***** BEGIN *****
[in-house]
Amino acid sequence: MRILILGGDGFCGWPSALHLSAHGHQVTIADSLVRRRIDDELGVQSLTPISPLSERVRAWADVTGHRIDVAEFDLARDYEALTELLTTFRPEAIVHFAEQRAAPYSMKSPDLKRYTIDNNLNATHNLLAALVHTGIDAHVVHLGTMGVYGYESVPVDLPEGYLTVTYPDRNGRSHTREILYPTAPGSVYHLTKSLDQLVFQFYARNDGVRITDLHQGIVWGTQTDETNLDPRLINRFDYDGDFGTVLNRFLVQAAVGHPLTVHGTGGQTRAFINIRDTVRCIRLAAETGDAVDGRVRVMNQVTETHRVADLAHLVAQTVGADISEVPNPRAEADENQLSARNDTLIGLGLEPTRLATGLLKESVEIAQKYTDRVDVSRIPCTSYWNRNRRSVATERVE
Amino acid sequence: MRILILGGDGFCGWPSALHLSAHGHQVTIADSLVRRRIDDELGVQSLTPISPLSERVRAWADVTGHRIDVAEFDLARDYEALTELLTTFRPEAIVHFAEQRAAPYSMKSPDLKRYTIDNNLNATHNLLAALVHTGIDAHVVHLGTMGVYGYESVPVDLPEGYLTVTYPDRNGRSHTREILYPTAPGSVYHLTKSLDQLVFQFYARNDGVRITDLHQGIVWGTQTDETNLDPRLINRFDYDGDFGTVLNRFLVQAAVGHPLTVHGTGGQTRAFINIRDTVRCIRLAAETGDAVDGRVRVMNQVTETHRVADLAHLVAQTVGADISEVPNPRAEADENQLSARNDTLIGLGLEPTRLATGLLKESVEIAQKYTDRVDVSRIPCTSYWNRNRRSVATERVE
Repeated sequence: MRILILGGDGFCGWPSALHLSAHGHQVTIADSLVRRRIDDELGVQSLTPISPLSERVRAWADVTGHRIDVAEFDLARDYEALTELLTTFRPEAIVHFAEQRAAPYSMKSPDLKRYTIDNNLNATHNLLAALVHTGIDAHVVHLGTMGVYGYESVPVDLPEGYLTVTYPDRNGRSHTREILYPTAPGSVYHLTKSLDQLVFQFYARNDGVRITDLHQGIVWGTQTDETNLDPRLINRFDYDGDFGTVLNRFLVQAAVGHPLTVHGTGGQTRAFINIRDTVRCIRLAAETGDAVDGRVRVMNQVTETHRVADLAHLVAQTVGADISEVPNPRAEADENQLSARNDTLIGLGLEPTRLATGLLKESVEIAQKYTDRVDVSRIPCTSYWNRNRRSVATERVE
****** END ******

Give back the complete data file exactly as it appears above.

[in-house]
Amino acid sequence: MRILILGGDGFCGWPSALHLSAHGHQVTIADSLVRRRIDDELGVQSLTPISPLSERVRAWADVTGHRIDVAEFDLARDYEALTELLTTFRPEAIVHFAEQRAAPYSMKSPDLKRYTIDNNLNATHNLLAALVHTGIDAHVVHLGTMGVYGYESVPVDLPEGYLTVTYPDRNGRSHTREILYPTAPGSVYHLTKSLDQLVFQFYARNDGVRITDLHQGIVWGTQTDETNLDPRLINRFDYDGDFGTVLNRFLVQAAVGHPLTVHGTGGQTRAFINIRDTVRCIRLAAETGDAVDGRVRVMNQVTETHRVADLAHLVAQTVGADISEVPNPRAEADENQLSARNDTLIGLGLEPTRLATGLLKESVEIAQKYTDRVDVSRIPCTSYWNRNRRSVATERVE
Amino acid sequence: MRILILGGDGFCGWPSALHLSAHGHQVTIADSLVRRRIDDELGVQSLTPISPLSERVRAWADVTGHRIDVAEFDLARDYEALTELLTTFRPEAIVHFAEQRAAPYSMKSPDLKRYTIDNNLNATHNLLAALVHTGIDAHVVHLGTMGVYGYESVPVDLPEGYLTVTYPDRNGRSHTREILYPTAPGSVYHLTKSLDQLVFQFYARNDGVRITDLHQGIVWGTQTDETNLDPRLINRFDYDGDFGTVLNRFLVQAAVGHPLTVHGTGGQTRAFINIRDTVRCIRLAAETGDAVDGRVRVMNQVTETHRVADLAHLVAQTVGADISEVPNPRAEADENQLSARNDTLIGLGLEPTRLATGLLKESVEIAQKYTDRVDVSRIPCTSYWNRNRRSVATERVE
Repeated sequence: MRILILGGDGFCGWPSALHLSAHGHQVTIADSLVRRRIDDELGVQSLTPISPLSERVRAWADVTGHRIDVAEFDLARDYEALTELLTTFRPEAIVHFAEQRAAPYSMKSPDLKRYTIDNNLNATHNLLAALVHTGIDAHVVHLGTMGVYGYESVPVDLPEGYLTVTYPDRNGRSHTREILYPTAPGSVYHLTKSLDQLVFQFYARNDGVRITDLHQGIVWGTQTDETNLDPRLINRFDYDGDFGTVLNRFLVQAAVGHPLTVHGTGGQTRAFINIRDTVRCIRLAAETGDAVDGRVRVMNQVTETHRVADLAHLVAQTVGADISEVPNPRAEADENQLSARNDTLIGLGLEPTRLATGLLKESVEIAQKYTDRVDVSRIPCTSYWNRNRRSVATERVE